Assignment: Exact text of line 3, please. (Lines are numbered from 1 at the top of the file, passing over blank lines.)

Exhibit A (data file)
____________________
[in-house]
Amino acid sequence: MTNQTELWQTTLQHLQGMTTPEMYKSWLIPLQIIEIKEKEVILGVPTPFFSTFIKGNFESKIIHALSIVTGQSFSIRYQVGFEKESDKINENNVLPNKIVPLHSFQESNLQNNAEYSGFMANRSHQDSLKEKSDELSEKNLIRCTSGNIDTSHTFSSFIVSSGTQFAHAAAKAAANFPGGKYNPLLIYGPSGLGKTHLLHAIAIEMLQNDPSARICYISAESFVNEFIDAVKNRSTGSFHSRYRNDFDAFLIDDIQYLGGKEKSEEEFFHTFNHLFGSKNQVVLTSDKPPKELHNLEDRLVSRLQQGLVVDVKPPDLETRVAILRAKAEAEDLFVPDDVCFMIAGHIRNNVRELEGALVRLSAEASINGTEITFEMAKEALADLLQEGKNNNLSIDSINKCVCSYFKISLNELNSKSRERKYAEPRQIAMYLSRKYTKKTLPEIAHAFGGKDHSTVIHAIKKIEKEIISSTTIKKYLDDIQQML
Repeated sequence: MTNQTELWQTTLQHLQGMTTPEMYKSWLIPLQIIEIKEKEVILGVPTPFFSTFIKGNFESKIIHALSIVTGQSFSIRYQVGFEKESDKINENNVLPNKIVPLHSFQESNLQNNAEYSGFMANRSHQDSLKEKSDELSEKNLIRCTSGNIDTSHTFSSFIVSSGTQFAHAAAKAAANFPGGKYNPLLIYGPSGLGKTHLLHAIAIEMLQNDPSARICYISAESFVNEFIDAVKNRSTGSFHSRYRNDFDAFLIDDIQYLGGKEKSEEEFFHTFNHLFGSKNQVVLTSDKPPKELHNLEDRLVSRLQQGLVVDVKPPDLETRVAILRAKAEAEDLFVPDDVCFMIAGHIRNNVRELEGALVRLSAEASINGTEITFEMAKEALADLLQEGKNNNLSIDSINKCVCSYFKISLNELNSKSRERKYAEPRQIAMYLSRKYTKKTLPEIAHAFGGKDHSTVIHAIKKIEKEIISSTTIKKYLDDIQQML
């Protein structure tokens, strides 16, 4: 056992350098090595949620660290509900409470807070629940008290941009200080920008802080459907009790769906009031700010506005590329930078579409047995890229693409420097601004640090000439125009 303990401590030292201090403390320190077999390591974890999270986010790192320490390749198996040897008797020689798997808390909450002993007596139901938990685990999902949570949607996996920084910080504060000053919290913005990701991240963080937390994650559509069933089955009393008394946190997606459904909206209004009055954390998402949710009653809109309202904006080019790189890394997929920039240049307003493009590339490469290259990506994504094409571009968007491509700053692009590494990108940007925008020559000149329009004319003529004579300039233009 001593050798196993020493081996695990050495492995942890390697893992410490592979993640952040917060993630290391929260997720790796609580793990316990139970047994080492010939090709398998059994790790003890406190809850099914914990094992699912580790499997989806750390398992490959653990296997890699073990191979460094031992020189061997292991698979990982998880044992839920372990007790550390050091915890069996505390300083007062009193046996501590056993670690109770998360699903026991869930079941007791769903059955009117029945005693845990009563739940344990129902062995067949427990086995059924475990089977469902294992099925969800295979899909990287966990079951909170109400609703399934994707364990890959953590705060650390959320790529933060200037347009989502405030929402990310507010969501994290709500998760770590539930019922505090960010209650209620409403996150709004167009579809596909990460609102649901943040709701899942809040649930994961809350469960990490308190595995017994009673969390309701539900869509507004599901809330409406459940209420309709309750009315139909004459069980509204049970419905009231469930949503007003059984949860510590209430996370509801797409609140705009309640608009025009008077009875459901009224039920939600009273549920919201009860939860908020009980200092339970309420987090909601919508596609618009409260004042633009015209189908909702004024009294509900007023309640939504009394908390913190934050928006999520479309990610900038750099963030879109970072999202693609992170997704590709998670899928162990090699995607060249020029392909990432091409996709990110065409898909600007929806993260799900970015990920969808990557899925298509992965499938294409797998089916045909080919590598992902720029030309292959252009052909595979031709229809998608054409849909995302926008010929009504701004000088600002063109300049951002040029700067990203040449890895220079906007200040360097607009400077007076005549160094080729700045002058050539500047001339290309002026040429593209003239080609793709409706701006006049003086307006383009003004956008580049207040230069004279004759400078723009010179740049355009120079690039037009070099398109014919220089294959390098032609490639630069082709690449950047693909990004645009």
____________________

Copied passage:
Repeated sequence: MTNQTELWQTTLQHLQGMTTPEMYKSWLIPLQIIEIKEKEVILGVPTPFFSTFIKGNFESKIIHALSIVTGQSFSIRYQVGFEKESDKINENNVLPNKIVPLHSFQESNLQNNAEYSGFMANRSHQDSLKEKSDELSEKNLIRCTSGNIDTSHTFSSFIVSSGTQFAHAAAKAAANFPGGKYNPLLIYGPSGLGKTHLLHAIAIEMLQNDPSARICYISAESFVNEFIDAVKNRSTGSFHSRYRNDFDAFLIDDIQYLGGKEKSEEEFFHTFNHLFGSKNQVVLTSDKPPKELHNLEDRLVSRLQQGLVVDVKPPDLETRVAILRAKAEAEDLFVPDDVCFMIAGHIRNNVRELEGALVRLSAEASINGTEITFEMAKEALADLLQEGKNNNLSIDSINKCVCSYFKISLNELNSKSRERKYAEPRQIAMYLSRKYTKKTLPEIAHAFGGKDHSTVIHAIKKIEKEIISSTTIKKYLDDIQQML